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Jul 04, 2019 23:32:00

Writing Tools

by @davidneuman PATRON | 223 words | 🐣 | 105💌

David Neuman

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Total posts: 105💌
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I came across this interesting post yesterday on freeCodeCamp's news page. It got me thinking about the different tools out there that aim to help us improve our writing. As typical for many, I tend to write down what comes to mind at the moment. This often involves structuring my sentences in similar ways without thought to how I can improve them. This is a close-minded approach which can inhibit my writing skills from flourishing.

The Hemingway Editor is a great tool for three things when it comes to analyzing written content:

  1. Reducing the number of adverbs
  2. Reducing the use of the passive voice
  3. Shortening complicated sentences

As it turns out, these are the very things that we should seek to avoid when writing blog posts for example. It makes for an excellent tool for editing posts before publishing them.

Another tool I have started using is the free Chrome extension for Grammarly. It's great for fixing small, silly mistakes while you are in the midst of writing such as omitting commas.

It's important to be confident in your skills as a writer. Yet certain tools allow us to refine our personal writing style instead of imposing strict criteria or guidelines. These tools have been working great for me recently. Feel free to share any other writing tools you use or know about!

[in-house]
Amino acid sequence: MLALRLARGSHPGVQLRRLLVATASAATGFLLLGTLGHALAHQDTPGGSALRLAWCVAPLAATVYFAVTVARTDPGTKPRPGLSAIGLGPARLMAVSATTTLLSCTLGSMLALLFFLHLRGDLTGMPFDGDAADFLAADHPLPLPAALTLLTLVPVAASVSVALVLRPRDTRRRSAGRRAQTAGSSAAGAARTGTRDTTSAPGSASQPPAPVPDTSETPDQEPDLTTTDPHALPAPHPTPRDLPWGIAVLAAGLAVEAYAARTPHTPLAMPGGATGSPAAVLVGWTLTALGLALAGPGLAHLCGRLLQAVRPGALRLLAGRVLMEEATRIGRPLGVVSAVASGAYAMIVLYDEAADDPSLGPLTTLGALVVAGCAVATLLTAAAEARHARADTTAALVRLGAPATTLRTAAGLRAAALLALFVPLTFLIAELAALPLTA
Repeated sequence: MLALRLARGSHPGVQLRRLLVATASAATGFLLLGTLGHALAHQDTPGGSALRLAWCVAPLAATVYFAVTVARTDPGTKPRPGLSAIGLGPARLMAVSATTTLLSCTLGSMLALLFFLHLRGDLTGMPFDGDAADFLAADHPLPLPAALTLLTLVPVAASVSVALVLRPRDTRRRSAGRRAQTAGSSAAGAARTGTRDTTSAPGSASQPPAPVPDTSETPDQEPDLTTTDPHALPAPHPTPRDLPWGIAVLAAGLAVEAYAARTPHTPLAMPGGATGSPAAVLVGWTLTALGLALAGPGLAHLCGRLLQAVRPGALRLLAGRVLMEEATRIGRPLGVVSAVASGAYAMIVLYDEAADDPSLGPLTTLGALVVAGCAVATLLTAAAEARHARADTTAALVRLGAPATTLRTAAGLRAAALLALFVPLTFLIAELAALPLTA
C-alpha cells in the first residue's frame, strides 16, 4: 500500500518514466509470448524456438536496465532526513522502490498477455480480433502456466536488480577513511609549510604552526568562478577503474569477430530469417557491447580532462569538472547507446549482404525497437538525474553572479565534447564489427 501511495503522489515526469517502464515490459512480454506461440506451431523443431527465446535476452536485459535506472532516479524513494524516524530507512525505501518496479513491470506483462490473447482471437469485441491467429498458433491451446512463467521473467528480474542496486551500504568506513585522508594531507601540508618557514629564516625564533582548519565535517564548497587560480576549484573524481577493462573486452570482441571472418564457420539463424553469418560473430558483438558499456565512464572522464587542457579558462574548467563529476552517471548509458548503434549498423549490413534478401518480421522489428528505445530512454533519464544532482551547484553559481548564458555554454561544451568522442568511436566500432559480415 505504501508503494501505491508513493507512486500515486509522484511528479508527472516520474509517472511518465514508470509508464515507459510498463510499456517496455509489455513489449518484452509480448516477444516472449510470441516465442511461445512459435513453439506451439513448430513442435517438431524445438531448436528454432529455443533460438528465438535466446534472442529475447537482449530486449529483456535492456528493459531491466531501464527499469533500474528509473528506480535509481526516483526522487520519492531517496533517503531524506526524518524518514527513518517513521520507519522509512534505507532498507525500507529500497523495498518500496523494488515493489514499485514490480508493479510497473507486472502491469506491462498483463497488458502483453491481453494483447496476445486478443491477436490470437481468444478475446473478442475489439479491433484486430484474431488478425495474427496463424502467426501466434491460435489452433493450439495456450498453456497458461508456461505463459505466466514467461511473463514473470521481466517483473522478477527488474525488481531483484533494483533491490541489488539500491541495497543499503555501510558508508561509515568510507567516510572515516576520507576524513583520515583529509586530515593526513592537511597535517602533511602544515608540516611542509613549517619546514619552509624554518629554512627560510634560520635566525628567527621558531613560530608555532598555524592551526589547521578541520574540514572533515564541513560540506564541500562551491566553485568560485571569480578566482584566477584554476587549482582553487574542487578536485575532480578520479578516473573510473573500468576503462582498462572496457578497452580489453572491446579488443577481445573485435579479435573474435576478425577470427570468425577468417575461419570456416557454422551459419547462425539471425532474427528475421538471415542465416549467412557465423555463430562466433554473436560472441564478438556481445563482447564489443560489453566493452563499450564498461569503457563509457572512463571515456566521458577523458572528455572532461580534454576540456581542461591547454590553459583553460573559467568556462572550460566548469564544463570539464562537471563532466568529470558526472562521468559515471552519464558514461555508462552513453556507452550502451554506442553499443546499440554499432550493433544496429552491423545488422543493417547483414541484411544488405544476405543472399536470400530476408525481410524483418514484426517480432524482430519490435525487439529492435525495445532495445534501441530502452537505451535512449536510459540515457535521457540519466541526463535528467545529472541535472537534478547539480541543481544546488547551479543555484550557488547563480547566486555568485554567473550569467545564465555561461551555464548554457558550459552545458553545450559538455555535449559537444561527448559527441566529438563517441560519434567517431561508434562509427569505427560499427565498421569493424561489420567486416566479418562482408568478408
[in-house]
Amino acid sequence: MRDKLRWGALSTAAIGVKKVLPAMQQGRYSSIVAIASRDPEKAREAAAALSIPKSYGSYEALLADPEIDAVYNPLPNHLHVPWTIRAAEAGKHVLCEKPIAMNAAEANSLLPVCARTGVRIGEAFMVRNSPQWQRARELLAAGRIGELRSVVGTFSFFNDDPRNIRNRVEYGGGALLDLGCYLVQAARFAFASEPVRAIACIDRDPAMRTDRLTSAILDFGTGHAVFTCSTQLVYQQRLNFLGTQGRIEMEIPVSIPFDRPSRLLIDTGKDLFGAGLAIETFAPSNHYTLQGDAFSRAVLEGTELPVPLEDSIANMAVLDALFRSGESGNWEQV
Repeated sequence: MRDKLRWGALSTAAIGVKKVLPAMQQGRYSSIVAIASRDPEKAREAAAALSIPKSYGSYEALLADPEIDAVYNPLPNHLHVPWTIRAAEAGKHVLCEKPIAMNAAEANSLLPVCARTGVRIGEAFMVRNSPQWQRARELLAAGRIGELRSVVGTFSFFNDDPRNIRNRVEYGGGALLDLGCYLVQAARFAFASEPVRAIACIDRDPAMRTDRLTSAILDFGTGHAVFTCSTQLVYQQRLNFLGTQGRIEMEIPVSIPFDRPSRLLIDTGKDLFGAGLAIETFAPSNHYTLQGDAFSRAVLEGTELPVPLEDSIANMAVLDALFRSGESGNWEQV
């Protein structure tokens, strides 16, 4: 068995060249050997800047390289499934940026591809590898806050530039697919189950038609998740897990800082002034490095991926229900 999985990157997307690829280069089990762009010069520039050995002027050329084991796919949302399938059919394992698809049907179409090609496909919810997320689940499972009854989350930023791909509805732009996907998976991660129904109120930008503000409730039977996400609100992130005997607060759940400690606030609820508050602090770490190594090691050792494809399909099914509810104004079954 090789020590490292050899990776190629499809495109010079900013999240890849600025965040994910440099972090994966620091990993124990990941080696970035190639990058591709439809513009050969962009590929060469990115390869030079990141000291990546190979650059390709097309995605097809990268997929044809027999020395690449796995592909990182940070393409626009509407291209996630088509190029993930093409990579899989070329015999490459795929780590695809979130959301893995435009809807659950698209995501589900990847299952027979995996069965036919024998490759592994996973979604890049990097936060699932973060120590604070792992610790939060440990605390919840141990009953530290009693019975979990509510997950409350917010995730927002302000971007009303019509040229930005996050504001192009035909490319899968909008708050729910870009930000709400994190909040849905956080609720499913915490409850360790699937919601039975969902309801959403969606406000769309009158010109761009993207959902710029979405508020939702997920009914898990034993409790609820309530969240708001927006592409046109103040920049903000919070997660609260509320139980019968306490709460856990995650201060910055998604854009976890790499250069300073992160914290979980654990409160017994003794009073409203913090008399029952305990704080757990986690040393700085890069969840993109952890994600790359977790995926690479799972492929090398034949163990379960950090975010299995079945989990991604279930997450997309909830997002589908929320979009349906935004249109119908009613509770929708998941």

• 1

    @davidneuman I knew about the Hemmingway Editor, but I don't really use it, maybe I should give it a try again. On the other side, Grammarly saved me a bunch of times. I don't use their paid plan, but even the free version is great to correct common spelling and grammar issues, especially if you're not a native speaker like I am :)

    Philipp Haidenbauer avatar Philipp Haidenbauer | Jul 05, 2019 06:55:25
    • 1

      @davidneuman @phaidenbauer These tools help native speakers as well. I use the paid version of Grammarly, and I am very happy with it.

      Brandon Wilson avatar Brandon Wilson | Jul 05, 2019 08:52:03
    • 1

      @davidneuman @phaidenbauer - I was just about to look up what it costs to pay for grammarly before I read @brandonwilson pays for it. I too have used the free extension, but I remember it slowing down my writing.

      What are you paying for Brandon? How much is it? How did you decide to pull the trigger? ( questions we developers would ask if we were doing research for own products )

      Brian Ball avatar Brian Ball | Jul 12, 2019 06:07:56
    • 1

      @davidneuman @phaidenbauer @brianball I was using the free version and found it helpful. I think I opted for the premium version when I saw a deal to get a year subscription for $69. The premium version definitely seems to offer a lot more in-depth and nuanced corrections.

      Brandon Wilson avatar Brandon Wilson | Jul 12, 2019 12:16:21
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